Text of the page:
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Tech review - March 2, 2004

Arundel Bicycle Company carbon bottle cage

By John Stevenson

Effective carbon cage
Photo: © Paul Mirtschin/CN
Click for larger image

You probably don't think about bottle cages much. After all, they're just things that hold your bottles, right? You've got to have them, unless you're doing very short rides, wearing one of those mountain biker hydration backpack things, or fond of making yourself very ill from dehydration. They're almost as essential as tyres.

But as the lightweight craze shows no sign of abating it was inevitable that someone would notice just how darned heavy is your average water bottle cage. The very standard aluminium cages I took off to test these babies weighed 60g each. Sixty grams! That's four whole ounces a pair. A quarter of a pound! Crikey!

Okay, I do have tongue slightly in cheek here. But if minimizing bike weight is your bag, then your bottle cages are an area where you can probably lose a few grams without losing any function. And you can also, fairly inexpensively, acquire some carbon cachet too.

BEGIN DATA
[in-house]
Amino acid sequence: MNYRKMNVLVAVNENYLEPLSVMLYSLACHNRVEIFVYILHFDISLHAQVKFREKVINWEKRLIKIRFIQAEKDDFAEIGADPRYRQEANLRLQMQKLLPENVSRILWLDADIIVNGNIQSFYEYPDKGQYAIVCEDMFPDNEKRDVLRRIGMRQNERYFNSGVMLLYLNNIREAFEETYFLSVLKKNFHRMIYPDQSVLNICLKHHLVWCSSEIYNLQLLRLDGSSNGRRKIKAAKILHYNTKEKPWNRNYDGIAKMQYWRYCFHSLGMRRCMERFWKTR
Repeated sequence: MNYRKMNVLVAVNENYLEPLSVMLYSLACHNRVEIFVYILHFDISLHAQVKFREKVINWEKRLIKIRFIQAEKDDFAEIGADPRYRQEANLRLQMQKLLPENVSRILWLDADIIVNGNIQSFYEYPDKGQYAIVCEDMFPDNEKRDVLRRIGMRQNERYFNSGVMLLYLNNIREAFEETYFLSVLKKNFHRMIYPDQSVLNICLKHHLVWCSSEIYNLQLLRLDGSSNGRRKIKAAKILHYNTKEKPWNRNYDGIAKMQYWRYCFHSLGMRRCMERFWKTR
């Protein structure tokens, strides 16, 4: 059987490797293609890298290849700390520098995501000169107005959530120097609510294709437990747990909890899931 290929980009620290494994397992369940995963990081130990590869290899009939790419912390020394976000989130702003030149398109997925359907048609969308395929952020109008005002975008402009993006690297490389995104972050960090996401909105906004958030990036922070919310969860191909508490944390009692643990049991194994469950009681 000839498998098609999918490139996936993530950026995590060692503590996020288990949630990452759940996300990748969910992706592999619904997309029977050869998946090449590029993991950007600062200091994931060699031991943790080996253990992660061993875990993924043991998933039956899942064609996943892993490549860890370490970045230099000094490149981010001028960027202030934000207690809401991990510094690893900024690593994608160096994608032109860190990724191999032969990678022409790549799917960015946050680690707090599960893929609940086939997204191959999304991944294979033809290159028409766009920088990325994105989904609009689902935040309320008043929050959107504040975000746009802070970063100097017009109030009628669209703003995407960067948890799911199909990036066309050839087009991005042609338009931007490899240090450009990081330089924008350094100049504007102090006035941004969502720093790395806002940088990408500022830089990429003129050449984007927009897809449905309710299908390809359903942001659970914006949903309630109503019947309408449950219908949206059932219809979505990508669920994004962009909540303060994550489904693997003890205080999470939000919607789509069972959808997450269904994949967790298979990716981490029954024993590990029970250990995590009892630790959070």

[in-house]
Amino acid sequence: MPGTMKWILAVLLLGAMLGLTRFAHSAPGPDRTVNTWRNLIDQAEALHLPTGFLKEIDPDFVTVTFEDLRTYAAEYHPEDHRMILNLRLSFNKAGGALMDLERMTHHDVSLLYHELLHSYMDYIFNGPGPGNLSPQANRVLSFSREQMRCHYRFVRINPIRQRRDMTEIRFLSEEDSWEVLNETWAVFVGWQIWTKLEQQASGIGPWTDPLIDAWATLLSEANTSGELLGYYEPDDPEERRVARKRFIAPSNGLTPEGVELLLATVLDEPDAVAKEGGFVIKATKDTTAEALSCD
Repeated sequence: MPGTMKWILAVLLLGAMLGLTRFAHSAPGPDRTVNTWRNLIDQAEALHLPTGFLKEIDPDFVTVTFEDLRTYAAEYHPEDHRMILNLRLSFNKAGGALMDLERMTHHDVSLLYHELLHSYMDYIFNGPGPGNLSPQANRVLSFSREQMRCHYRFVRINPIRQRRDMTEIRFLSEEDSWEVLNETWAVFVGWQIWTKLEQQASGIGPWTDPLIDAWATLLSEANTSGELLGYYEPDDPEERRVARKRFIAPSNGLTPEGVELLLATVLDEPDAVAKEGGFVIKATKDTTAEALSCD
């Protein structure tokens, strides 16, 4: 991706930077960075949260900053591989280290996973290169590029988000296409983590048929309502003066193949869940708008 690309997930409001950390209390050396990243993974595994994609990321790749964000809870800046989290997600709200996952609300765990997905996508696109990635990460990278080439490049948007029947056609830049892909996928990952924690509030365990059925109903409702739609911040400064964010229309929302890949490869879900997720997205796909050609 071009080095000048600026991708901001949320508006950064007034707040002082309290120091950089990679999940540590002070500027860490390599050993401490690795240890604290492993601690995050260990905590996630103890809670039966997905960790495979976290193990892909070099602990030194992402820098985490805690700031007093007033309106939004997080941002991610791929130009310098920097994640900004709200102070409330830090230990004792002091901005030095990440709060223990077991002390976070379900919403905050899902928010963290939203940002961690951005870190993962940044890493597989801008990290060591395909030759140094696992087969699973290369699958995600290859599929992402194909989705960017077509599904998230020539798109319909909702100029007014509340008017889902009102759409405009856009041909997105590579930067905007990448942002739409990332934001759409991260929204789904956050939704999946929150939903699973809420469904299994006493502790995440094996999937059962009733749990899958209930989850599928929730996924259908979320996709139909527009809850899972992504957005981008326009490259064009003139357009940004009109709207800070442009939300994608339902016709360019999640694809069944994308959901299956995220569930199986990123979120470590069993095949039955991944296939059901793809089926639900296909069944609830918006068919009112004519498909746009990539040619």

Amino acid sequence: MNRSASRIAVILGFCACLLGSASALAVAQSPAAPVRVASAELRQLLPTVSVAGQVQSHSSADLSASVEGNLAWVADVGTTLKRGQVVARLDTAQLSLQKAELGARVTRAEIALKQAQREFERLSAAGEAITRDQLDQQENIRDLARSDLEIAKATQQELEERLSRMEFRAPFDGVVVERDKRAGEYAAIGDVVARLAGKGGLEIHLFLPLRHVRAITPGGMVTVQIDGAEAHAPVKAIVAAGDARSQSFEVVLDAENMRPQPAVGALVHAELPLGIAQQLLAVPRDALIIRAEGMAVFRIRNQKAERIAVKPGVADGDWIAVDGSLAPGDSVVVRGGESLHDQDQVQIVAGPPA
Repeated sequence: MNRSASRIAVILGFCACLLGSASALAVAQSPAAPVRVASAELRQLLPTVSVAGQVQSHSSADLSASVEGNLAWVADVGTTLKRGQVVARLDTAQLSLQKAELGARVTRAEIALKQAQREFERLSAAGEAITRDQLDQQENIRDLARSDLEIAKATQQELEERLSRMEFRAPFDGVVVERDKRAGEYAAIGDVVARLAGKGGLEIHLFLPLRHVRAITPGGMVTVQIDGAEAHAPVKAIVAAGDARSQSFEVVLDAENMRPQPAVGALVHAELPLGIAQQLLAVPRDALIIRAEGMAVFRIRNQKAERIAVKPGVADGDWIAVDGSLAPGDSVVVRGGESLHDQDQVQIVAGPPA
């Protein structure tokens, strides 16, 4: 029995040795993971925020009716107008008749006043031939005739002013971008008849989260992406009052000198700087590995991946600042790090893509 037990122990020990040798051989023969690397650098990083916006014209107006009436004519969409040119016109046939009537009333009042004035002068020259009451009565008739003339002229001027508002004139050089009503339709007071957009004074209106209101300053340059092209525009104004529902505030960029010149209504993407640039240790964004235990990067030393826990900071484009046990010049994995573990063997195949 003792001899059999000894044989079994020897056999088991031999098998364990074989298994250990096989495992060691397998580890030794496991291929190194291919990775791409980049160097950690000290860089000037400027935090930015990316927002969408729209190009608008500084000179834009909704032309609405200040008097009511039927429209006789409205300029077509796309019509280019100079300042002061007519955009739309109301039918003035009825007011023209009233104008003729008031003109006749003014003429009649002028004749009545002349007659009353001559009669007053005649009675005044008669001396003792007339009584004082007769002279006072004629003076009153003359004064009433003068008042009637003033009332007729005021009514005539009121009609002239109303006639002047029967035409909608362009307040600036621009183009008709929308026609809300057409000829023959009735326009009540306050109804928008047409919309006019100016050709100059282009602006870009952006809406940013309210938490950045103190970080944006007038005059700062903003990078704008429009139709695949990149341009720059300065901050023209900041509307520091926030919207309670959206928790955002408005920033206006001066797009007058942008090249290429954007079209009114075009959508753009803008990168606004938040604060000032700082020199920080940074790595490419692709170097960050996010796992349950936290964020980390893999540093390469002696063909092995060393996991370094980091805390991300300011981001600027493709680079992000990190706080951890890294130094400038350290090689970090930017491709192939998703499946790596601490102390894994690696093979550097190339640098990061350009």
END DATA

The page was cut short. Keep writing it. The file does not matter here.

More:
Exhibit A: Arundel's carbon fiber cages. At 28g each they shave some weight without sacrificing any function. In a couple of weeks of use on the urban moonscape that Sydney's councils laughingly call 'roads' I've not had a bottle take flight, even though my riding involves lots of the kind of traffic that makes avoiding potholes a much lower priority than avoiding inattentive idiots in light trucks.

Retaining the bottle was one of the things the guys at Arundel set out to do with their carbon cage design. The cages are laid up by hand and pressure-molded and the shape clamps a bottle firmly enough to retain it, but not so firmly that it's hard to get in or out.

My only gripe with the Arundel cage is that the supplied button head socket cap screws take a 3mm hex key. These demand care and good tools to avoid rounding them out; using a ball-end hex key makes the job lots easier.

While the Arundel cages aren't the lightest around (that honour almost certainly goes to BTP's 5g Kevlar cage) it will take any bottle - unlike some super-minimal cages that require a tapered bottle. And while the Arundel cage isn't exactly cheap at $39.95, it's a bargain compared to some carbon cages. It looks good, it works well and it saves weight - what more could you want?

Recommended retail price: US$39.95
Weight: 28g
Pro: Light, effective, looks good
Con: 3mm hex screws are slightly fragile
More information: Arundel Bicycle Company
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